Day One, Year 10 – a mix of freshman jitters, upperclassman confidence and anniversary excitement.
Lenoir County Early College High School opened the 2017-18 school year by welcoming 45 incoming freshman and helping second-year students began their transition to college courses offered by Lenoir Community College, where Early College is housed.
“We’ve had a very smooth day,” principal Diane Heath said Monday morning. “The kids are excited, the staff is excited. We’re excited about this school year and the things our kids are going to accomplish.”
When LCPS and LCC partnered to launch Early College in August 2007, they changed the opportunities – and expectations – for high school students in Lenoir County. Hundreds of graduates later, this non-traditional school has created a tradition of its own: a highly motivated student body taking advantage of a chance to earn a high school diplomas and a tuition-free associate degree in four or five years.
Its dual-enrollment model has proved so successful that it’s spread to LCPS’s three traditional high schools, and with such popularity that LCPS students account for about a quarter of LCC’s enrollment.
But Early College students, from incoming freshman to seniors poised to graduate, find the high school’s appeal as much in its atmosphere as in its academics.
Diana Leon-Lara knew older friends who’d enjoyed the early college experience, so as an eighth grader at Frink Middle last spring she decided to start her high school career in a more intimate setting.
“I felt like I would get a better education at Early College than at a traditional school,” she said. “I felt like it was going to be a little more peaceful – less drama – and I’d make more friends.”
Carla Torres agrees. “There’s drama everywhere you go but here you solve it quickly because we’re a family,” she said. “It’s a smaller place.”
This year’s enrollment totals 208 students, and the class that graduates in May will number less than 40. A fourth-year student, Carla expects to be among them, receiving her high school diploma one night and two associate degrees – in arts and in science – from LCC the next night. “I want to get a bachelor’s in nursing and maybe go into the armed forces and be a doctor,” she said.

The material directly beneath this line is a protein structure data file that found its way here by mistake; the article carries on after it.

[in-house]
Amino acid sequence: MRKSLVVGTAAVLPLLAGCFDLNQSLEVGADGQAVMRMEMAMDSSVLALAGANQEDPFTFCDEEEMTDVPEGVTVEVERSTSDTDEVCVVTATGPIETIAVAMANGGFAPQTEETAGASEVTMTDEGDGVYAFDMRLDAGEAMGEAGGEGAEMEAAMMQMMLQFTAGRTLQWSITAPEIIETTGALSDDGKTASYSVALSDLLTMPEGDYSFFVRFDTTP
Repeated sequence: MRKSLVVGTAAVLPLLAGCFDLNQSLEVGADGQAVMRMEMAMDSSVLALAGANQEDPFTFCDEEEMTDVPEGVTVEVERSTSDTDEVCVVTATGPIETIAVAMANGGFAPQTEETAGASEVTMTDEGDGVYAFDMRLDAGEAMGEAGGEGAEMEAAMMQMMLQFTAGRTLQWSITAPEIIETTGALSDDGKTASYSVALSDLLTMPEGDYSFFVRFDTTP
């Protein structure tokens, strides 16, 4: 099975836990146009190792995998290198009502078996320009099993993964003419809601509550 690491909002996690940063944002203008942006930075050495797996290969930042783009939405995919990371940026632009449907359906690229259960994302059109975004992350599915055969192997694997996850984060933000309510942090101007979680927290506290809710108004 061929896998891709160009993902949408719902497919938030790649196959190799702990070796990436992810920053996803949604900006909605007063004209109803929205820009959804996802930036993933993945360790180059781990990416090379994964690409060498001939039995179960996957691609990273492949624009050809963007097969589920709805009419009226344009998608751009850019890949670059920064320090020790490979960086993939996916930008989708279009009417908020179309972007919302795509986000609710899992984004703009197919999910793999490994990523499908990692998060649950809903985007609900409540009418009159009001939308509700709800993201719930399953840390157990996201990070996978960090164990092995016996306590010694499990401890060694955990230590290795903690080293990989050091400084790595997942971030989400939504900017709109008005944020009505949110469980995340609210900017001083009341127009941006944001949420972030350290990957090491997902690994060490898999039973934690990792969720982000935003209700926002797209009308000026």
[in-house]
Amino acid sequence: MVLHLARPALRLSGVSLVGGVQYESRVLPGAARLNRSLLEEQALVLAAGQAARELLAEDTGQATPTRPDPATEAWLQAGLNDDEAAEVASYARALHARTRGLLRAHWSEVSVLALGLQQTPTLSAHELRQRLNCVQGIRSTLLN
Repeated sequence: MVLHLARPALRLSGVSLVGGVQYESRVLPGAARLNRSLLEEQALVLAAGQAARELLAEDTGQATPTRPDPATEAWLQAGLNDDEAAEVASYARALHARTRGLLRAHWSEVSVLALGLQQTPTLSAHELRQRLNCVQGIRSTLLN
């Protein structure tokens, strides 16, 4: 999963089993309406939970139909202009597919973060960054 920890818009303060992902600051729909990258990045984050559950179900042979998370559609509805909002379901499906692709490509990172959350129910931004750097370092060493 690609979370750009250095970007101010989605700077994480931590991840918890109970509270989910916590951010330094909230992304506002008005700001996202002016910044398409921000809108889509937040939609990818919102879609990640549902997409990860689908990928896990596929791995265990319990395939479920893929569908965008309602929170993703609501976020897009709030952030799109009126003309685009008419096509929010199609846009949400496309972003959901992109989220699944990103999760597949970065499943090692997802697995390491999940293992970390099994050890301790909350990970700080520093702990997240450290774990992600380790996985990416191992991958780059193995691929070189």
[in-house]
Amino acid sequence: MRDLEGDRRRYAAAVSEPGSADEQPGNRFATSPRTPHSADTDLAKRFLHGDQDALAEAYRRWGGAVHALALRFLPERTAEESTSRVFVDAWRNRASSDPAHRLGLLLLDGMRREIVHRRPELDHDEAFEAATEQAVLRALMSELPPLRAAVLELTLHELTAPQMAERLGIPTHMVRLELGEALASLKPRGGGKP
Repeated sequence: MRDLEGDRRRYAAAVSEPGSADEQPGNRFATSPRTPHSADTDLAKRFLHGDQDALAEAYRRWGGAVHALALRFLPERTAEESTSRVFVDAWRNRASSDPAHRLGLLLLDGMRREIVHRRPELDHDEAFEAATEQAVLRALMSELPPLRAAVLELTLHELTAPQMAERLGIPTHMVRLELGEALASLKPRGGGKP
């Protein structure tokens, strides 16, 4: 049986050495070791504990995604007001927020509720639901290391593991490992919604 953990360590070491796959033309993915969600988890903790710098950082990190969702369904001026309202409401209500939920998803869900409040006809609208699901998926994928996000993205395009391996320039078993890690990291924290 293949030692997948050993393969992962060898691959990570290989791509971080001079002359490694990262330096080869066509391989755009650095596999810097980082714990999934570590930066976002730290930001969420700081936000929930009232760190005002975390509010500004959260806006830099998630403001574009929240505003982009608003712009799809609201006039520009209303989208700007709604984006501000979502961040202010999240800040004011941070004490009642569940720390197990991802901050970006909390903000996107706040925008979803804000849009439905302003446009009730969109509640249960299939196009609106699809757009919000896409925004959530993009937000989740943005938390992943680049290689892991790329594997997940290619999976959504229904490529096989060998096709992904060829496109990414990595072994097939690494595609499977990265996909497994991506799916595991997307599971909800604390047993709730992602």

A team leader at last week’s three-day orientation for Diana and other freshmen, Carla led tours and related her experiences at school. She doesn’t sugarcoat the demands of accelerated learning.
“It’s been kind of hard, but I’ve made friends,” she said. “That’s the most important thing. You can study together, take classes together and that way you can struggle together. Whenever you need help, you can just go to a teacher and they’ll lend you a hand.”
For all practical purposes a college student, Carla begins LCC classes next week. In their second year, students like Ainsley Stox of Kinston and Rose Loera and Tamiya Hutchins of La Grange typically wrap up their high school courses and move into the college curriculum a course at a time.
Tamiya and Rose, both 15 and former Frink classmates, decided to try Early College after hearing a recruiting presentation as eighth graders.
“I didn’t really want to go to a traditional high school,” Tamiya said. “I wanted to do something different.”
Neither has been disappointed, especially after a successful freshman year. “The teachers and my classmates, they were the best. We would study together. When I asked teachers questions, they had a lot of patience,” Rose said.
“It’s more fast-paced than other schools, which I like,” said Ainsley, 16. She came to Early College from Woodington Middle, but said she set her sights on Early College as a fifth grader. “I’ve always known I wanted to be a lawyer and I figured this would help me get into a good school.”
History – even that written over a relatively short 10-year span – says Ainsley’s right. Each year about two-thirds of Early College graduates go on to four-year colleges, most of them with a two-year head start on a bachelor’s degree. Early College regularly paces LCPS high schools in graduation rates and academic achievement and last year was named one of the nation’s best high schools by U.S. News & World Report.
When Lenoir County Early College High School formally celebrates its 10th anniversary with a program on August 17, it will pay homage to its beginnings and to the promise of the students just now settling into classes.
“This is the 10th anniversary, and we’re excited,” principal Heath said. “We’re very pleased at how far Early College has come and where we’re headed.”